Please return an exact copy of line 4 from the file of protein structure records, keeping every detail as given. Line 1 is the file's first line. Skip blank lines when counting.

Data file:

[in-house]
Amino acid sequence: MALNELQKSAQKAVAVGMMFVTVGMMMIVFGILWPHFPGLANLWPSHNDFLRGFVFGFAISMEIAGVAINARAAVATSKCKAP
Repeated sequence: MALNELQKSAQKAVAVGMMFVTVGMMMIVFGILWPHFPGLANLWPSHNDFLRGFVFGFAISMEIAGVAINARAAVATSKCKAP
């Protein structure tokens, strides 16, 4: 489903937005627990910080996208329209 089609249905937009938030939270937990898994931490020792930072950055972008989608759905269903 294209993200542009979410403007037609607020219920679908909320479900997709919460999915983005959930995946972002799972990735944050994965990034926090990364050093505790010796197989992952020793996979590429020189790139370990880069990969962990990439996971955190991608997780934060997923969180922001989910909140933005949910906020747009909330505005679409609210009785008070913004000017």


């Protein structure tokens, strides 16, 4: 489903937005627990910080996208329209 089609249905937009938030939270937990898994931490020792930072950055972008989608759905269903 294209993200542009979410403007037609607020219920679908909320479900997709919460999915983005959930995946972002799972990735944050994965990034926090990364050093505790010796197989992952020793996979590429020189790139370990880069990969962990990439996971955190991608997780934060997923969180922001989910909140933005949910906020747009909330505005679409609210009785008070913004000017």